Two years ago, a proposal for a 3-mile demonstration track for another brand of high-speed tube transit, known as Evacuated Tube Transport Technologies, drew the attention of Colorado Springs area government and business leaders.

U.S. Rep. Doug Lamborn, Mayor John Suthers and others expressed support for the project, which was to be built on public right of way using private funds.

But the company behind the effort, Fort Collins-based Loop Global, shut down last summer, said Steve Moraco, a local high-speed tube transit advocate who was involved in fundraising efforts.

Loop Global “went under” due to problems related to technology licensing and “personality issues” that arose, Moraco said. Its CEO, D Worthington, also suffered a traumatic brain injury, Moraco said.

Worthington, who has reportedly moved out of state, could not be reached for comment.

Plans are in the works to establish a fund that would help investors finance efforts to test and develop Hyperloop and other related technologies, Moraco said.

“I’m still really interested in making sure that when companies like Loop (Global) show up, that we in Colorado have a way to support them and help them grow,” said the Colorado Springs resident, who runs a media company.

More bad news for Hyperloop enthusiasts came in December, when Los Angeles-based Arrivo shut down, abandoning plans to invest up to $15 million in a test track near the E-470 tollway, the Associated Press reported.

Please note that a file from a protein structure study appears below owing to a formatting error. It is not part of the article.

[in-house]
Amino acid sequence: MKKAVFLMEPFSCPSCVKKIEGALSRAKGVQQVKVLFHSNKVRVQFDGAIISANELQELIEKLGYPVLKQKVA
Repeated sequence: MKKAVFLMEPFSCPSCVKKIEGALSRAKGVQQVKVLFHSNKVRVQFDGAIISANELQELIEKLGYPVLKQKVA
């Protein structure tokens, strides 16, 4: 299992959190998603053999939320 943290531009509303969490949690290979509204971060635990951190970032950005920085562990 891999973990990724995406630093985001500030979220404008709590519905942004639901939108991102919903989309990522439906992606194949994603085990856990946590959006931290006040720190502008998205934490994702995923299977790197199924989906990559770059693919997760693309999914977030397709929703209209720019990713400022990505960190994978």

Still, state transportation officials say they’re open to innovative solutions that can help people get around as the Front Range continues to experience explosive population growth.

“I’d say there isn’t anything that’s off the table right now,” said state Transportation Commissioner Rocky Scott, whose district includes El Paso County. “It’s feasibility, cost — all those things are important questions.”

CDOT has spent more than $250,000 assessing the viability of Hyperloop systems and other rapid-speed technologies, a past spokeswoman for the agency told The Gazette last year.

Now, some say CDOT is pivoting its focus to more practical, conventional alternatives. The agency is working with a state commission to determine what it would take to build a passenger rail system from Pueblo to Fort Collins.

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Lew, the agency’s executive director, is trying to “balance innovation and practicality,” said Colorado Springs City Councilwoman Jill Gaebler, who serves on the commission.

This summer, CDOT and the commission will choose a contractor to study potential railway routes, provide cost estimates and identify options for who would run the system and how it would be financed.

“It’s premature to answer on which technology we would go to, specifically,” Lew said. “The guiding question has to be about where you’re trying to move people to and from and what’s the sweet spot between what’s cost effective, what’s safe, what’s tested and what gets people where they need to go in a reliable manner that they’ll use.”